Calming Ways to Use Chamomile

Chamomile is widely known and used for mild insomnia. But did you know you don’t have to drink it? If you feel restless or anxious before bedtime, you can also use chamomile in a bath or footbath to enjoy the calming effect.

Chamomile likes to grow in full sun

Chamomile likes to grow in full sun

Chamomile is also an anti-inflammatory, due to its essential oil, azulene. This may also help to lower fever. To use a gargle for sore throat, make a double-strength tea.

A cup of chamomile tea is also a digestive aid, both through calming and the bitter compounds in it.

For some individuals, chamomile has an immediate calming effect. (That would not be me.) For others, chamomile needs to be used a few times a day over several days to help. (My hand is raised on that one.)

Fresh from the garden

Fresh from the garden

Chamomile is considered safe for children.

How much? 1 tsp dried herb to one cup water for tea.

Prepping chamomile to dry in the dehydrator

Prepping chamomile to dry in the dehydrator

My experience with chamomile out of our garden: Dried and fresh taste very different. Fresh has almost no taste. Dried chamomile has a mild sweet taste.

Resources: Medicinal Herbs - Rosemary Gladstar. The Simple Book of Herbs - Lisa Bedner, R.N., Herbs for Stress and Anxiety - Rosemary Gladstar.

How to Harvest Sweet Potatoes (aka Treasure Hunting)

It is my favorite time of year. Not just because of time with family and friends - but because the sweet potatoes have cured and are ready to eat!

A few years ago when we started our garden we were somewhat intimidated by the mass of vines and not knowing how potatoes would be found under the soil. How deep would they be? How far would runners go? What are the ways to get them out? Just pull or get rid of the vines first?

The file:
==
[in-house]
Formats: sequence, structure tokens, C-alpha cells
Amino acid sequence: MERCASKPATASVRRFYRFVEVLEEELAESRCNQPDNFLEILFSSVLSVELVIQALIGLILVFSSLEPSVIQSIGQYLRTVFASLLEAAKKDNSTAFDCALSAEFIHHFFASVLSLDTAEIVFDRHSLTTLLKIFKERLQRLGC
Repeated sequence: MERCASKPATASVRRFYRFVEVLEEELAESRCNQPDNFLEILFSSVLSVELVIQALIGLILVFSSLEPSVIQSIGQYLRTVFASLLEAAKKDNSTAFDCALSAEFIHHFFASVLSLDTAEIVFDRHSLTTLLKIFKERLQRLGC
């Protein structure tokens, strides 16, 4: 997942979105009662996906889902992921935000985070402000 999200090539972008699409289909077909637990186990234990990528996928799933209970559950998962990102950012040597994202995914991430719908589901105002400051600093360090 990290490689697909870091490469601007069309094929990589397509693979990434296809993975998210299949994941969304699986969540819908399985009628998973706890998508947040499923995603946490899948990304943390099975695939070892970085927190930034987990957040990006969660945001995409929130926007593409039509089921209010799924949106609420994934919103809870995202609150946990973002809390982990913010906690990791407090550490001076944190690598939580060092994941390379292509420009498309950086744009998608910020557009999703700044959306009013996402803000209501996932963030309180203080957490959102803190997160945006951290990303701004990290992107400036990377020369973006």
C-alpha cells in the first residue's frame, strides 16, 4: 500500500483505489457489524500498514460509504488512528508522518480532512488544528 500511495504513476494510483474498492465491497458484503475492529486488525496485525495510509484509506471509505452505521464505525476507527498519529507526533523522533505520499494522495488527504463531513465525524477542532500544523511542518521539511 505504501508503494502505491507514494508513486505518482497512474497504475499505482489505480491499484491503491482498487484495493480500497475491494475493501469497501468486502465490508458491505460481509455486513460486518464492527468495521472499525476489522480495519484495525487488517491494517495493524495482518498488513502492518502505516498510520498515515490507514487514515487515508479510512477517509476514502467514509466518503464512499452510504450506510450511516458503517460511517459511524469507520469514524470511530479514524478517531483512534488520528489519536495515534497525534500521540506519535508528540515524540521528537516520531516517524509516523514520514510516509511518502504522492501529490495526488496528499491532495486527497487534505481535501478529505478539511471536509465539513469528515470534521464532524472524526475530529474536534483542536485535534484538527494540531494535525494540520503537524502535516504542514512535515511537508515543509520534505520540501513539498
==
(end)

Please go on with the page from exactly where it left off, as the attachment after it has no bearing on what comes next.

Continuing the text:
Before you watch the video of the steps we took, here are a few other tips:

  1. Dig what you cut that day. We had sweet potatoes in three beds. We cut down only the beds we could harvest that day because all of the experts say potatoes will rot in ground if the vines are cut off and left for days. We’ve not tested it. We just go with it.

  2. For the size bed we have in the video (4X8 feet) it took about 6 hours for two adults to cut, dig, set up to cure, and clean up the mess.

  3. Curing? Directions say “warm” place and then after 2-3 weeks to cool storage. We’ve never created an ideal environment for curing. We just lay them out, not touching each other, on cardboard in the garage. If it is September, it might be warm. If it is October, it is cool, especially on the garage floor. But they’ve always cured beautifully over 3 weeks.

Happy Hunting!